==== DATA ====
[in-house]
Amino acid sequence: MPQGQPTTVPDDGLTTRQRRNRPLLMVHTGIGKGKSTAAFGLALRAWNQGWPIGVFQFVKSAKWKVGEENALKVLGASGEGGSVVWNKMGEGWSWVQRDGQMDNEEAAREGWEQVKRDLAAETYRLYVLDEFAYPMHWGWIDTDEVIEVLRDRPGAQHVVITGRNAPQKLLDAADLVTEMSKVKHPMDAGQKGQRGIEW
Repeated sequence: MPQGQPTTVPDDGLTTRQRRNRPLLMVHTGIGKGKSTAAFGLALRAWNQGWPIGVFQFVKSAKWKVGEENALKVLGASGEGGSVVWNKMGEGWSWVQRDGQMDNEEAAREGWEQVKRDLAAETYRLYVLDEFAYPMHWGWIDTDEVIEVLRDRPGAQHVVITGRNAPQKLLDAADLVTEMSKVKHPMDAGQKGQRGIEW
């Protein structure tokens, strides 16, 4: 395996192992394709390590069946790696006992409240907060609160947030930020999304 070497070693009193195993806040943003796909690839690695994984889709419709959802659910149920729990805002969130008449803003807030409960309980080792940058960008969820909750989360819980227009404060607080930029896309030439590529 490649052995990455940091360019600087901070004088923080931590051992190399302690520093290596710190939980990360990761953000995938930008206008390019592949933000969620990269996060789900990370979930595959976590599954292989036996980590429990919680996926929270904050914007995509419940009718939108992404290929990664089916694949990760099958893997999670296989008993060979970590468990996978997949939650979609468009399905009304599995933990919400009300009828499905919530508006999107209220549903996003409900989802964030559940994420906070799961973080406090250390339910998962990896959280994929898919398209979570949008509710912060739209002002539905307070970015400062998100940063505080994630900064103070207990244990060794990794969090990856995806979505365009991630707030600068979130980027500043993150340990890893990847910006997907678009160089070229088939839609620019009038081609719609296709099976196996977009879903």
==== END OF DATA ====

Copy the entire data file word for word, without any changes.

[in-house]
Amino acid sequence: MPQGQPTTVPDDGLTTRQRRNRPLLMVHTGIGKGKSTAAFGLALRAWNQGWPIGVFQFVKSAKWKVGEENALKVLGASGEGGSVVWNKMGEGWSWVQRDGQMDNEEAAREGWEQVKRDLAAETYRLYVLDEFAYPMHWGWIDTDEVIEVLRDRPGAQHVVITGRNAPQKLLDAADLVTEMSKVKHPMDAGQKGQRGIEW
Repeated sequence: MPQGQPTTVPDDGLTTRQRRNRPLLMVHTGIGKGKSTAAFGLALRAWNQGWPIGVFQFVKSAKWKVGEENALKVLGASGEGGSVVWNKMGEGWSWVQRDGQMDNEEAAREGWEQVKRDLAAETYRLYVLDEFAYPMHWGWIDTDEVIEVLRDRPGAQHVVITGRNAPQKLLDAADLVTEMSKVKHPMDAGQKGQRGIEW
């Protein structure tokens, strides 16, 4: 395996192992394709390590069946790696006992409240907060609160947030930020999304 070497070693009193195993806040943003796909690839690695994984889709419709959802659910149920729990805002969130008449803003807030409960309980080792940058960008969820909750989360819980227009404060607080930029896309030439590529 490649052995990455940091360019600087901070004088923080931590051992190399302690520093290596710190939980990360990761953000995938930008206008390019592949933000969620990269996060789900990370979930595959976590599954292989036996980590429990919680996926929270904050914007995509419940009718939108992404290929990664089916694949990760099958893997999670296989008993060979970590468990996978997949939650979609468009399905009304599995933990919400009300009828499905919530508006999107209220549903996003409900989802964030559940994420906070799961973080406090250390339910998962990896959280994929898919398209979570949008509710912060739209002002539905307070970015400062998100940063505080994630900064103070207990244990060794990794969090990856995806979505365009991630707030600068979130980027500043993150340990890893990847910006997907678009160089070229088939839609620019009038081609719609296709099976196996977009879903």